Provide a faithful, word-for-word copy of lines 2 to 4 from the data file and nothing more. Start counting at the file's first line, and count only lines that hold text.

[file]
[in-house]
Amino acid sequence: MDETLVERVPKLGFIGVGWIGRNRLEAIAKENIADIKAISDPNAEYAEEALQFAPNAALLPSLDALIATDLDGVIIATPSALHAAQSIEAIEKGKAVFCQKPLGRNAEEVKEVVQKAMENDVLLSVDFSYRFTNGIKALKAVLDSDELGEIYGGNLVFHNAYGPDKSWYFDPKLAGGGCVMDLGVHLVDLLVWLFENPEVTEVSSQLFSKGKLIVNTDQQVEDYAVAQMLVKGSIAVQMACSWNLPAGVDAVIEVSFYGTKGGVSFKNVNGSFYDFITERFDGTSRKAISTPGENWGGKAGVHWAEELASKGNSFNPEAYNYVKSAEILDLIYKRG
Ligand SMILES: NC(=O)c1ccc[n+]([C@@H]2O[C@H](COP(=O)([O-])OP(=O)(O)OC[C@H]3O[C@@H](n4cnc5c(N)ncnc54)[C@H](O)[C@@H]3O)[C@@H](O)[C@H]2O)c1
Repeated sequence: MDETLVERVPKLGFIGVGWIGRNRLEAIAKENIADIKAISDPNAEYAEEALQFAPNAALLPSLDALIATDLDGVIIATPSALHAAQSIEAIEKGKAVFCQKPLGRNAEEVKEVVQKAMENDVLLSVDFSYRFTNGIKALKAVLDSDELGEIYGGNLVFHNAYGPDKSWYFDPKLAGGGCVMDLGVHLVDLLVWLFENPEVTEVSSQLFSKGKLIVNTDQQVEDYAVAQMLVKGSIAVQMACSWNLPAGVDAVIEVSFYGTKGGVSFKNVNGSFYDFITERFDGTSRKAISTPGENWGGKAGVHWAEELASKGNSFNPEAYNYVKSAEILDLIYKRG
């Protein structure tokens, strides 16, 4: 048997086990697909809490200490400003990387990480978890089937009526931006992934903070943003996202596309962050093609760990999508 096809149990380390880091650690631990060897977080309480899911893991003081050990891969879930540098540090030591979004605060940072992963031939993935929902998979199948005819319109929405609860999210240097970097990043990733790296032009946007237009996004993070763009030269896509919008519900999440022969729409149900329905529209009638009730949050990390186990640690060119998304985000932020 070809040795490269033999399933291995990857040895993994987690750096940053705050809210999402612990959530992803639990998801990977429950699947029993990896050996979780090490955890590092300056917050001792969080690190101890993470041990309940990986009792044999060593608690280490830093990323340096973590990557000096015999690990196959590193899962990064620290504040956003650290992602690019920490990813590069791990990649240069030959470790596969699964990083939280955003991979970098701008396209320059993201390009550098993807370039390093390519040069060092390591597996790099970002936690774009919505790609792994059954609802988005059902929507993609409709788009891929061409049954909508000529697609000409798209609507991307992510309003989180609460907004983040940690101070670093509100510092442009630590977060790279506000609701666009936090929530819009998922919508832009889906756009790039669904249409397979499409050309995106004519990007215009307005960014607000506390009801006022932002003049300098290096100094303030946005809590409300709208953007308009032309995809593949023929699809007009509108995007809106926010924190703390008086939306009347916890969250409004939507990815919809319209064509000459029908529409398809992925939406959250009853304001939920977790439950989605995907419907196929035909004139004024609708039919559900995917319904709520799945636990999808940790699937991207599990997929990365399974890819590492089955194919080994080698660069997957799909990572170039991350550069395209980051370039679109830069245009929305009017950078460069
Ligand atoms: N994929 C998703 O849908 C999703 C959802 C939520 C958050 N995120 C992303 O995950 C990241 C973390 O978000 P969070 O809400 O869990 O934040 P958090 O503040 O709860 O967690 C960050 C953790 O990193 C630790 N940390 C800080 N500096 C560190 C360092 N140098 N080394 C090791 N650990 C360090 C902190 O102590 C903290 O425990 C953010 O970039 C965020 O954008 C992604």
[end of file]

Amino acid sequence: MDETLVERVPKLGFIGVGWIGRNRLEAIAKENIADIKAISDPNAEYAEEALQFAPNAALLPSLDALIATDLDGVIIATPSALHAAQSIEAIEKGKAVFCQKPLGRNAEEVKEVVQKAMENDVLLSVDFSYRFTNGIKALKAVLDSDELGEIYGGNLVFHNAYGPDKSWYFDPKLAGGGCVMDLGVHLVDLLVWLFENPEVTEVSSQLFSKGKLIVNTDQQVEDYAVAQMLVKGSIAVQMACSWNLPAGVDAVIEVSFYGTKGGVSFKNVNGSFYDFITERFDGTSRKAISTPGENWGGKAGVHWAEELASKGNSFNPEAYNYVKSAEILDLIYKRG
Ligand SMILES: NC(=O)c1ccc[n+]([C@@H]2O[C@H](COP(=O)([O-])OP(=O)(O)OC[C@H]3O[C@@H](n4cnc5c(N)ncnc54)[C@H](O)[C@@H]3O)[C@@H](O)[C@H]2O)c1
Repeated sequence: MDETLVERVPKLGFIGVGWIGRNRLEAIAKENIADIKAISDPNAEYAEEALQFAPNAALLPSLDALIATDLDGVIIATPSALHAAQSIEAIEKGKAVFCQKPLGRNAEEVKEVVQKAMENDVLLSVDFSYRFTNGIKALKAVLDSDELGEIYGGNLVFHNAYGPDKSWYFDPKLAGGGCVMDLGVHLVDLLVWLFENPEVTEVSSQLFSKGKLIVNTDQQVEDYAVAQMLVKGSIAVQMACSWNLPAGVDAVIEVSFYGTKGGVSFKNVNGSFYDFITERFDGTSRKAISTPGENWGGKAGVHWAEELASKGNSFNPEAYNYVKSAEILDLIYKRG